00:16:24 Maya Angelou got the news as she was cooking a feast for her friends. She did not celebrate her birthday again for many years. She doubled her commitment to writing. The next year, she published I Know Why the Caged Bird Sings, her now-famous memoir about growing up as a black girl in racist America. And for the rest of her life, she remained dedicated to the work and the spirit of Martin Luther King.

00:16:53 MAYA ANGELOU: He cared about women. He cared about the poor. He cared about the Spanish-speaking. He cared about Jews. He cared about poor whites, the miners, and those who were having a very hard time. So that even as he was assassinated, he was planning a march on Washington called the Poor People's March, in which he had encouraged African Americans, white Americans, Spanish-speaking, Native Americans, Asian-Americans, all of us, to join and go to Washington and sit there in various tent cities in the nation's capital until something was done for the poor.

00:17:47 STUDENT: Do you think there will be any other great people like Martin Luther King in the near future — and who?

00:17:53 MAYA ANGELOU: Yes. Thank you, darling. Where are you from? Where are you calling from?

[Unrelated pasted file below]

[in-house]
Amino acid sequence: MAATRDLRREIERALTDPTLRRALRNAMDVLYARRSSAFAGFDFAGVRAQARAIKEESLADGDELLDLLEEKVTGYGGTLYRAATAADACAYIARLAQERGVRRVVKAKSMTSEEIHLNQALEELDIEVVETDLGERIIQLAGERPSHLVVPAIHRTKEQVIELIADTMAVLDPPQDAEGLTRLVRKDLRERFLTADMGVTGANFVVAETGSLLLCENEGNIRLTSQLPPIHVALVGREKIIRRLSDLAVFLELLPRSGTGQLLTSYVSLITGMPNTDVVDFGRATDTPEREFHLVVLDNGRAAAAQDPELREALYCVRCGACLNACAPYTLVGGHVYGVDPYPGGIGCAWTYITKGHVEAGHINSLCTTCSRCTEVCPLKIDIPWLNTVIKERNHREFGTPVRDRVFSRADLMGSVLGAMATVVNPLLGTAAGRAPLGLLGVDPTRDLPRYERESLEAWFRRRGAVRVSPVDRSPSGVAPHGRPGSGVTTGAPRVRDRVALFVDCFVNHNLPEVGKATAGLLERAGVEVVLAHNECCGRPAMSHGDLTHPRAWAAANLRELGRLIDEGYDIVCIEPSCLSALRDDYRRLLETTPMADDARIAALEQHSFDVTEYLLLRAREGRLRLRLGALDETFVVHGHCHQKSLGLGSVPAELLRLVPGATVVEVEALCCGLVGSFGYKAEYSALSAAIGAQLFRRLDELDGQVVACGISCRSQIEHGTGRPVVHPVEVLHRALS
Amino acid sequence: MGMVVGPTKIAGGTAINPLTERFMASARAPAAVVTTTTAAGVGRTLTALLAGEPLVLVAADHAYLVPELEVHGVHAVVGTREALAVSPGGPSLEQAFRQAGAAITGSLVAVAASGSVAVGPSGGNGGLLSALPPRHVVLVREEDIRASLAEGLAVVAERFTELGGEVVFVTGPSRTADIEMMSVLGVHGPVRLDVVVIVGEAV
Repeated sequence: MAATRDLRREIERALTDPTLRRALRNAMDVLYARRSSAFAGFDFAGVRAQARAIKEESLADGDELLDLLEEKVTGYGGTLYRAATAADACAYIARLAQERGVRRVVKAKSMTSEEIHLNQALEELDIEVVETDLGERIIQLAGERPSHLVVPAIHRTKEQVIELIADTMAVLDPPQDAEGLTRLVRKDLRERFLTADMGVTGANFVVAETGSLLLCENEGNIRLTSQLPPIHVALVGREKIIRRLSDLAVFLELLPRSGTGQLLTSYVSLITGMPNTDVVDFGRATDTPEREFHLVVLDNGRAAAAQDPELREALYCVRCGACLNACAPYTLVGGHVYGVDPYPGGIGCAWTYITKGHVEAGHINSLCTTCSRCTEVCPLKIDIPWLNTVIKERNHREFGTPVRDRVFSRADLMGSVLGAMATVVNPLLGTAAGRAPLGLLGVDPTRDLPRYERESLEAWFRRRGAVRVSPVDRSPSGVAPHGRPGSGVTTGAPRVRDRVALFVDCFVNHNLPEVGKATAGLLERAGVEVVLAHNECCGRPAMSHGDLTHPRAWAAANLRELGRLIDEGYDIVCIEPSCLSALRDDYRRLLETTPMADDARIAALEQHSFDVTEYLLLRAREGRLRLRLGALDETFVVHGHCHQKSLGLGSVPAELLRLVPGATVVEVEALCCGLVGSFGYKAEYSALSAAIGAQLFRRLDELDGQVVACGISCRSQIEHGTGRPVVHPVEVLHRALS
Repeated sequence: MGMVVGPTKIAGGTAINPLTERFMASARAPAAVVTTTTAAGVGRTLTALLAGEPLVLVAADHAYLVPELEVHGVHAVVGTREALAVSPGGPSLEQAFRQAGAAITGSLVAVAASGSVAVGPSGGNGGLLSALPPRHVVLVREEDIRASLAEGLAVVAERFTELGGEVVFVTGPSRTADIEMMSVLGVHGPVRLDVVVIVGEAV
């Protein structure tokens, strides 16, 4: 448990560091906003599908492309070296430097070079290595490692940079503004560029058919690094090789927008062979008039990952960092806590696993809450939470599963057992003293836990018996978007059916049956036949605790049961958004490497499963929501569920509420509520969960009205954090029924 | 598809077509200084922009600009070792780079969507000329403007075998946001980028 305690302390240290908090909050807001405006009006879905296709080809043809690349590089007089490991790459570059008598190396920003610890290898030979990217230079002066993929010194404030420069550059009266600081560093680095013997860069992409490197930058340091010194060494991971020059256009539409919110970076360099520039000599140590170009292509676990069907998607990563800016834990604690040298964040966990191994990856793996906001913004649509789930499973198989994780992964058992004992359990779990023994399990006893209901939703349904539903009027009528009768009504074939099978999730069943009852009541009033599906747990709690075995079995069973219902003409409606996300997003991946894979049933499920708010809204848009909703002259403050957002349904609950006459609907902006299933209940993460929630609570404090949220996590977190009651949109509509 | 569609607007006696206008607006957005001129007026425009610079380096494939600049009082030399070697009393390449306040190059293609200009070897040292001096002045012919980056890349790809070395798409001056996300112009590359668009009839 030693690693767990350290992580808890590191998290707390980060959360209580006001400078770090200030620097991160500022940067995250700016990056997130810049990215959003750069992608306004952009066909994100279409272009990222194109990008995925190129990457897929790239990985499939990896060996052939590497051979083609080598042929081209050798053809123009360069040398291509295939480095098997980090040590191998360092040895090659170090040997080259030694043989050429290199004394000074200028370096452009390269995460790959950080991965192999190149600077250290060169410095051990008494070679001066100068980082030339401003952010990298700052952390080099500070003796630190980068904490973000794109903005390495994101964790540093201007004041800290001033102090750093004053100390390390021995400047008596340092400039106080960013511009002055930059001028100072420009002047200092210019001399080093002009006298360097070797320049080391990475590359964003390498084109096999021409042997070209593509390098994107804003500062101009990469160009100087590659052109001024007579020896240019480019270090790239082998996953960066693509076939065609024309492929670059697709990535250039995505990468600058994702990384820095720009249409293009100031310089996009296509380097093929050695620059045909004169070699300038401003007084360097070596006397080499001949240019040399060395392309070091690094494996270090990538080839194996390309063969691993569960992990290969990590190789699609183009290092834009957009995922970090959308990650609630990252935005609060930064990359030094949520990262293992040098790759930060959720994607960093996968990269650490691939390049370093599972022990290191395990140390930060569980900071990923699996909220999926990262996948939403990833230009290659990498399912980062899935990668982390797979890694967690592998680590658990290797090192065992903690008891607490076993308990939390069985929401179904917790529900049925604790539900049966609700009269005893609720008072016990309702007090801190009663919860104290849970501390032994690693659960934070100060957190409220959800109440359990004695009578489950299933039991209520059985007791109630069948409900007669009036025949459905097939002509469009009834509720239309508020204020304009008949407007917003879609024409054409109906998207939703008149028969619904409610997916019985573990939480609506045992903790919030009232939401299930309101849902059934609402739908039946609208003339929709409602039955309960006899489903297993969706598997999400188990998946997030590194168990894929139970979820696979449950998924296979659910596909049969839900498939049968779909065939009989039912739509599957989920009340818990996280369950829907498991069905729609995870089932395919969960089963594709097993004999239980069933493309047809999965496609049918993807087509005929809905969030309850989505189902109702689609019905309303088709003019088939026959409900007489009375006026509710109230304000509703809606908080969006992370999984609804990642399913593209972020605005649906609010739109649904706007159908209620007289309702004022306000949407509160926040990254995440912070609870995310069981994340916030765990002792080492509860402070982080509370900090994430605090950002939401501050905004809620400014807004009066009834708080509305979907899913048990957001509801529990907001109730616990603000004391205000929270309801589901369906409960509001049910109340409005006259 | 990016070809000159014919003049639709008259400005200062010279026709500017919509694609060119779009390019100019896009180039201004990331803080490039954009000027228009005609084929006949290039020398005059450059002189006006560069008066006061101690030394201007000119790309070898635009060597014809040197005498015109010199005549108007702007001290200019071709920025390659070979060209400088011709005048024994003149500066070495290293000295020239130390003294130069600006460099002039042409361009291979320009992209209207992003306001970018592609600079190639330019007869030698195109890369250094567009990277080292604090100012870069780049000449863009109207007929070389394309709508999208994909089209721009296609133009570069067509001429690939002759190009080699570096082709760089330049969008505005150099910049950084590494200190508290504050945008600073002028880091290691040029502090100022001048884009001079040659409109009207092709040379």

00:17:57 STUDENT: Gunston Elementary School in Lorton, Virginia.

00:18:00 MAYA ANGELOU: Okay. Thank you. Yes. I don't think that the world ended, as tragic as it was when Reverend King was assassinated. Young men and women are preparing themselves now for the burden and the glory of being great, and you can't say where the person will come from. She may be growing up in a condominium in Hilton Head, or he may be growing up in a log cabin in Charlotte, North Carolina, or in Virginia, where you are.

00:18:38 He may be Asian. He may be white. He may be black. She may be Native American. She may be Spanish-speaking. She may be blonde. She may be black-skinned. She'll be an American. That'll be hot, yes? She'll be an American, trying to live at the highest level. So don't become disheartened. Just create yourself. Have enough courage to invent yourself.